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Today's Opinions

  • Long-term survival vs. short-term gain

    In recent months, much has appeared in the Optic about climate change and about hydraulic fracturing (fracking) to obtain natural gas, but only Andrew Gold (Feb. 22) has suggested that a connection exists between these two phenomena.

  • Lunch ruined by traffic stop

    While returning from lunch with a friend, he chose to steer safely around two large potholes in front of the Mills plaza and didn’t notice a police cruiser, some distance behind us. At the light, my friend waved at the two officers, who had pulled alongside.

    A siren blurt cued my friend to pull out of the officers’ way, but to our chagrin, they pulled us over. The officers were polite with immaculate uniforms, but they soon lost my respect.

  • A job well done by commissioners

    Item 10 on the Agenda at last Tuesday’s regular Commissioners meeting, was a vote on whether to extend the moratorium against drilling (fracking) in San Miguel County for another eight months.

    This was the culmination of months of public forums and hearings, gathering thousands of signatures on petitions and “public input” at Commission meetings addressing the debate between the economic “blessings” vs. the certain risk to our most precious resources: our water and the air we breathe.

  • Nuestra Historia - The two-hour break that saved Highlands

    On Monday, Feb. 6, 1893, Highlands University was born, only because John DeWitt Veeder and Felix Martinez were able to outmaneuver those who would have established only one normal school for the Territory, in Silver City, or none at all. It was a momentous day for Las Vegas, which would be forever transformed as the home of one of New Mexico’s early institutions of higher education.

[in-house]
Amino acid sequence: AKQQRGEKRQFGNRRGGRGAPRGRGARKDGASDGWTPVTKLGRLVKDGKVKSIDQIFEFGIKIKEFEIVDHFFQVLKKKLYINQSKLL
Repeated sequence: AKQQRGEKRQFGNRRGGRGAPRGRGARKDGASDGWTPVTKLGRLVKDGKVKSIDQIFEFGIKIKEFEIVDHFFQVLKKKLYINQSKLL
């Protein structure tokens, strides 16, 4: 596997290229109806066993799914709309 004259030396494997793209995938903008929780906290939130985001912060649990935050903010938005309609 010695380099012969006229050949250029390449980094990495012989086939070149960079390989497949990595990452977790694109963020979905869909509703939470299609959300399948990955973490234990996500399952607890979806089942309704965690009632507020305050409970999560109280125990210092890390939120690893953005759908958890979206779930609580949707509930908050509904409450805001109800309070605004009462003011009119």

• Nuestra Historia - The two-hour break that saved Highlands

    On Monday, Feb. 6, 1893, Highlands University was born, only because John DeWitt Veeder and Felix Martinez were able to outmaneuver those who would have established only one normal school for the Territory, in Silver City, or none at all. It was a momentous day for Las Vegas, which would be forever transformed as the home of one of New Mexico’s early institutions of higher education.

  • Our Watershed - Mother Nature’s water system

    Editor’s note: This is the fourth in a series running over several consecutive Fridays. It is written by members of the Hermit’s Peak Watershed Alliance, which seeks to foster land stewardship in the Gallinas, Sapello and Tecolote watersheds.

    The city of Las Vegas and its residents depend on water in the Gallinas River for more than 90 percent of its municipal needs. Storrie Lake Water Users Association receives almost all its water from the Gallinas River. That’s a serious dependency.

  • Free enterprise prevails

    It’s getting to where Washington D.C.’s manufactured crises are becoming so commonplace that they’re barely cause for concern anymore. Witness the so-called sequester, which began March 1 to a whole lot of media noise while the general public slept through it.

    Despite President Obama’s cries of wolf — calling the sequester a disaster, though that simply didn’t happen — the U.S. economy chugged along en route to a bona fide recovery for reasons having nothing to do with a dysfunctional U.S. government.

  • Editorial Cartoon - March 20, 2013